The Creation Process

PANAMA HATS - How they're made
Panama hats are skilfully hand-woven over a period of time that can take days or even months depending on the grade of the weave. They go through a rigorous making process which results in the superb quality hats we see today.
It all begins with the farming of the 'cogollos', the long green undeveloped shoots that if left to mature will open up into a spread of palm leaves.


Once selected, the strips are curled up and boiled in a large pot over fire. When cooked they are then strung up to dry. When dried, the 'tallos' are then placed in a wooden box and burning sulphur is placed underneath. Hot coal keeps the sulphur smoking. This process bleaches the straws to the off white colour we readily associate with panama hats.



 Now the weaving of the hat can begin.

It starts with 4 interwoven strips that are gradually expanded with the addition of more to create the 'plantilla' (the circle that forms the top of the hat).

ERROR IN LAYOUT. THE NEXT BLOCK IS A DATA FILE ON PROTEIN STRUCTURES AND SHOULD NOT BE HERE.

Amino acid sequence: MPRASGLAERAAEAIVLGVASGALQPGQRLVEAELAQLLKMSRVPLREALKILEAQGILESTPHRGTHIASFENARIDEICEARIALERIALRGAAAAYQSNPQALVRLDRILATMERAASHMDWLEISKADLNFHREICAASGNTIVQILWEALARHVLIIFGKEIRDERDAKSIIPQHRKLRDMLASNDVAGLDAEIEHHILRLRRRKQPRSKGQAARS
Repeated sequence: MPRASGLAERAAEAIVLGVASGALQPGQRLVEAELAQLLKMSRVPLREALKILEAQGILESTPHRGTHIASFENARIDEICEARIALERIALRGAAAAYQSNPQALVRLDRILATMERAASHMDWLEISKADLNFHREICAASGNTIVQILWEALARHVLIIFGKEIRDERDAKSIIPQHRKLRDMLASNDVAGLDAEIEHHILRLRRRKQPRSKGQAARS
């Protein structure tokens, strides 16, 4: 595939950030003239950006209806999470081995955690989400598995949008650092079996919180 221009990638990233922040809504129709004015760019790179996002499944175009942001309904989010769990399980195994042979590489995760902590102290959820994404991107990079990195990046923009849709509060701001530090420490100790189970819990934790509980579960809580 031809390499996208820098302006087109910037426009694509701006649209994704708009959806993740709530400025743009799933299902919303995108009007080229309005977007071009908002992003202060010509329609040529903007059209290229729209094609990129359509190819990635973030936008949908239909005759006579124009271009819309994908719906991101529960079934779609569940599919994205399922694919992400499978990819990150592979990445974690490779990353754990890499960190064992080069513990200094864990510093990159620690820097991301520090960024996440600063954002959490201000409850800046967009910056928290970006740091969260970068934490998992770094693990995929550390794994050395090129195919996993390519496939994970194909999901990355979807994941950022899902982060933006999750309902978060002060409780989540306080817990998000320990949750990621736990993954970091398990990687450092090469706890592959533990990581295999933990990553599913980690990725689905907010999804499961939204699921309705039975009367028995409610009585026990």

When the plantilla is big enough, it is placed on a wooden block. The weaver bends over and places his chest on top of the block, holding it in place as he continues to weave the hat. When the weaver then reaches the very outside of the brim he leaves five or six inches of excess straw around the edges. 



The 'rematadora' then completes the brim by weaving the straws in towards the crown, in order to create a band around the outside.

 The hat is then tightened by the 'azocador'.

 After washing and bleaching, it’s over to the 'apaleador' to pound the hats with a wooden mallet, to soften them. This allows the hats their flexibility and ability to roll without snapping or cracking.